Analgesic Medicine Utilization in Older People in New Zealand from 2005 to 2013

Prasad S. Nishtala, Sekbong Oh, Daniel Kim, Natalie Chun, Siti Fatimah Binti Kamis, Kuan Cia Kiu

Research output: Contribution to journalArticle

3 Citations (Scopus)

Abstract

Background: Older people (aged 65 years and above) consume more analgesics compared with other age groups. Because of the aging of the New Zealand population, it is important to ascertain the trends of analgesic use at a population-level. Objective: The aim of this population-based study was to describe and characterize the utilization of analgesic medicines in older people in New Zealand from 2005 to 2013. Methods: Repeated cross-sectional analysis of population-level dispensing data was conducted from 2005 to 2013. Dispensing data were obtained from Pharmaceutical Claims Data Mart (Pharms), Ministry of Health, extracted using encrypted national health index numbers as unique identifiers and categorized by the World Health Organization Collaborating Centre for Drug Statistics Methodology (WHOCC) Anatomical Therapeutic Chemical (ATC) classification system. Utilization of analgesics was measured in defined daily dose (DDD) per 1000 older people per day (TOPD). Results: Overall, analgesic medicine utilization increased by 5.44 % from 2005 to 2013. Analgesic utilization increased from 233.66 to 246.36 DDD/TOPD. The increased utilization was mainly driven by analgesics and antipyretics. An increased utilization of analgesics was seen in the 85+ age group. Females consumed more analgesics compared with males. Differences in analgesic utilization across the District Health Boards (DHBs) persisted over the 9-year period. Utilization of anti-migraines was stable over the 9-year period. Conclusions: This population-level utilization study showed a 5.44 % increase in utilization of analgesic medicines in older people in New Zealand from 2005 to 2013. Important findings were that (1) females utilized more analgesics compared with males; (2) non-steroidal anti-inflammatory drug (NSAID) utilization decreased over the years; and (3) the highest utilization was reported in the 85+ group. Further research is warranted to examine the drivers influencing analgesic use in New Zealand.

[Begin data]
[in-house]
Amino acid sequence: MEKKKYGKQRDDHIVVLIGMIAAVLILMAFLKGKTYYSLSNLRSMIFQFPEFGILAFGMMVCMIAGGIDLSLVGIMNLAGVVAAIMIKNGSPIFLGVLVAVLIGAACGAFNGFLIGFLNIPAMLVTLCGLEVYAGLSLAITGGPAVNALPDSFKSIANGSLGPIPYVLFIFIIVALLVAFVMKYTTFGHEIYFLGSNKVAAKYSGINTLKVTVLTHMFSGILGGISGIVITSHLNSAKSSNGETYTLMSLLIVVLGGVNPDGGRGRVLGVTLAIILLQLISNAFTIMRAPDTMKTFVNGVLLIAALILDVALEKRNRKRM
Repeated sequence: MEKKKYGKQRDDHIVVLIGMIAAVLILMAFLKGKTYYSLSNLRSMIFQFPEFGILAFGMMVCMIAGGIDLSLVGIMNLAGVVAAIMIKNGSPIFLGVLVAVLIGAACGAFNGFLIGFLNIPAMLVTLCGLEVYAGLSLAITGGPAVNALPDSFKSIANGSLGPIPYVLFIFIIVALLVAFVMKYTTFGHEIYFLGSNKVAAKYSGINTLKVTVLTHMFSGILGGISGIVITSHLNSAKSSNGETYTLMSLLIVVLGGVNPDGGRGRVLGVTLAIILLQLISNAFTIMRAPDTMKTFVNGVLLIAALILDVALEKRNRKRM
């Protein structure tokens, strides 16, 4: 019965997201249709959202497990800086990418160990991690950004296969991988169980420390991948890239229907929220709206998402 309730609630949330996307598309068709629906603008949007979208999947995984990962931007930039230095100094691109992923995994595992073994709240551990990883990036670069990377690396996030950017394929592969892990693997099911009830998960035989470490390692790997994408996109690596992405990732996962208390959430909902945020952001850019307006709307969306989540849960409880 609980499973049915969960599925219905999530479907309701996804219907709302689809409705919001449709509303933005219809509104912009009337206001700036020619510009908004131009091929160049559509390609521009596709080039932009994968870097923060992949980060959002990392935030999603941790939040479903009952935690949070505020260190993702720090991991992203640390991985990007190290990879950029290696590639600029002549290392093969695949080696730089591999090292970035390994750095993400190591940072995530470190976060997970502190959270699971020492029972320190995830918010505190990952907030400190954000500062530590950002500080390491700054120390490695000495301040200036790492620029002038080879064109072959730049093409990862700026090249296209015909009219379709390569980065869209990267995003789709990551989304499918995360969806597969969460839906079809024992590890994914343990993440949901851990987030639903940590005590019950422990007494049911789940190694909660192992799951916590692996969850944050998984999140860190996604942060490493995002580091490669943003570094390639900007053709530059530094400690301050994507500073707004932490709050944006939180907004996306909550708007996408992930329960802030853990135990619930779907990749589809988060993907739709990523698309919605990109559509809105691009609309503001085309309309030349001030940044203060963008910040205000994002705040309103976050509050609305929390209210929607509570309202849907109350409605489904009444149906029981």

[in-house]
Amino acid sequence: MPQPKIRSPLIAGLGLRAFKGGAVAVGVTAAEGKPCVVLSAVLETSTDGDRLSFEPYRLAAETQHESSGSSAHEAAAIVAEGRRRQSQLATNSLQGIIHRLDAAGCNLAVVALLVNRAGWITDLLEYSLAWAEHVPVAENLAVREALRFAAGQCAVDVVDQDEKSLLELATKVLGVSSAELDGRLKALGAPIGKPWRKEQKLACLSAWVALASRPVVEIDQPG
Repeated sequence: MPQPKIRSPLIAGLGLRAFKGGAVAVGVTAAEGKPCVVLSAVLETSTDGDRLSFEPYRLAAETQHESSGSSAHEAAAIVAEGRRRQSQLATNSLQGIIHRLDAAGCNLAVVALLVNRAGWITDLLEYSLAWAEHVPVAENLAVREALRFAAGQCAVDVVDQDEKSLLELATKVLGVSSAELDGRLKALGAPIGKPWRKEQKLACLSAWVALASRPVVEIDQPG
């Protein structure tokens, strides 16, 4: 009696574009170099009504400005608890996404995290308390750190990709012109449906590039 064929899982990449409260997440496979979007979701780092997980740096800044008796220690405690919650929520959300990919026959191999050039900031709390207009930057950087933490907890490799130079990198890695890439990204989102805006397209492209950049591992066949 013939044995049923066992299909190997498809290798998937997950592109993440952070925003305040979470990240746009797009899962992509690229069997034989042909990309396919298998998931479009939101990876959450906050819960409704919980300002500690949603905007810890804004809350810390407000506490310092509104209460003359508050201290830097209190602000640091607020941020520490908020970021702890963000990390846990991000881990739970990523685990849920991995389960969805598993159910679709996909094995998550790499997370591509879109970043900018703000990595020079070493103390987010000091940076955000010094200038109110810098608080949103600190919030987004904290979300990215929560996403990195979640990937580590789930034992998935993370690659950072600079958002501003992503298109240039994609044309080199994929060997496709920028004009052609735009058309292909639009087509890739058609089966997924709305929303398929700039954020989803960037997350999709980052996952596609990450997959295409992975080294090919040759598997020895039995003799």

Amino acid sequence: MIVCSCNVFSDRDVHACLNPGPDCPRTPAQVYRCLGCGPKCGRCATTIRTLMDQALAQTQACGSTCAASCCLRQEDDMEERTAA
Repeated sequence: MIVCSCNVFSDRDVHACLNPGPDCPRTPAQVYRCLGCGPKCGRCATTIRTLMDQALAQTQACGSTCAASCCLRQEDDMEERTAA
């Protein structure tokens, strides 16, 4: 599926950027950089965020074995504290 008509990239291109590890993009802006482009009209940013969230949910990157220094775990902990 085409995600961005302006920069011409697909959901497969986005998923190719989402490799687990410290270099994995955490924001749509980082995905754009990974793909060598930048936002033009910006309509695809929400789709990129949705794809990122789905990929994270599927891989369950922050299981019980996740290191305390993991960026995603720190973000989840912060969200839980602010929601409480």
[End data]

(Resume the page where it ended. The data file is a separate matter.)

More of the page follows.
Original languageEnglish
Pages (from-to)177-185
Number of pages9
JournalDrugs - Real World Outcomes
Volume2
Issue number2
Early online date8 May 2015
DOIs
Publication statusPublished - 1 Jun 2015

ASJC Scopus subject areas

  • Pharmacology (medical)

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